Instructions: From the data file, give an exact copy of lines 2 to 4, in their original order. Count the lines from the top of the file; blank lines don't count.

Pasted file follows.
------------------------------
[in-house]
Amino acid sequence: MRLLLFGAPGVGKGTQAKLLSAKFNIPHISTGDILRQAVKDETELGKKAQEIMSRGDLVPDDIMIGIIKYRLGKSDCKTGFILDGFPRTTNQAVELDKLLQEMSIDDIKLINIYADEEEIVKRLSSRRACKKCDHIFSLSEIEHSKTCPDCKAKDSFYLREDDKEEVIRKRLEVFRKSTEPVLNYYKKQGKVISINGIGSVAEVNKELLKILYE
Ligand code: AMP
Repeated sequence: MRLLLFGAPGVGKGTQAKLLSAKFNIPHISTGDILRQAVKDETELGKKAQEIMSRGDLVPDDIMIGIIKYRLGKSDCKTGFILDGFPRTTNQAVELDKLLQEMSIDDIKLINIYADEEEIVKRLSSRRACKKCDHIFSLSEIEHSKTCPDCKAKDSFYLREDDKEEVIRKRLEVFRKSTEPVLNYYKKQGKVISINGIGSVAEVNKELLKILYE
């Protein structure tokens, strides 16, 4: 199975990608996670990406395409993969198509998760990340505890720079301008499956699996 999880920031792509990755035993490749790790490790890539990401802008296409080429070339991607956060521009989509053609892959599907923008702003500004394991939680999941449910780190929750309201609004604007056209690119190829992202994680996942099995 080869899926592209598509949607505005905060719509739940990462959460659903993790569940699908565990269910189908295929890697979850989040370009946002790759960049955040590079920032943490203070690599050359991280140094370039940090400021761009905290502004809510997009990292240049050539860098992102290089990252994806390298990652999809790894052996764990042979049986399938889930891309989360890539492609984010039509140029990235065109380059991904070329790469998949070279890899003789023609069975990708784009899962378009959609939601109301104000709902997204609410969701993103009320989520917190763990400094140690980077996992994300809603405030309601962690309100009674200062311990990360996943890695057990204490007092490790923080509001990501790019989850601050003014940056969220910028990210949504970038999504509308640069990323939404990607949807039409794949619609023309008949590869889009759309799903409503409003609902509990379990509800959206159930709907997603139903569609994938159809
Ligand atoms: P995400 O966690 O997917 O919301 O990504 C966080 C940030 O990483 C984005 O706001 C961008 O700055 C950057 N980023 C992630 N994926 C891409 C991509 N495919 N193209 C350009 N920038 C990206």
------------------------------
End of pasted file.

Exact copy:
Amino acid sequence: MRLLLFGAPGVGKGTQAKLLSAKFNIPHISTGDILRQAVKDETELGKKAQEIMSRGDLVPDDIMIGIIKYRLGKSDCKTGFILDGFPRTTNQAVELDKLLQEMSIDDIKLINIYADEEEIVKRLSSRRACKKCDHIFSLSEIEHSKTCPDCKAKDSFYLREDDKEEVIRKRLEVFRKSTEPVLNYYKKQGKVISINGIGSVAEVNKELLKILYE
Ligand code: AMP
Repeated sequence: MRLLLFGAPGVGKGTQAKLLSAKFNIPHISTGDILRQAVKDETELGKKAQEIMSRGDLVPDDIMIGIIKYRLGKSDCKTGFILDGFPRTTNQAVELDKLLQEMSIDDIKLINIYADEEEIVKRLSSRRACKKCDHIFSLSEIEHSKTCPDCKAKDSFYLREDDKEEVIRKRLEVFRKSTEPVLNYYKKQGKVISINGIGSVAEVNKELLKILYE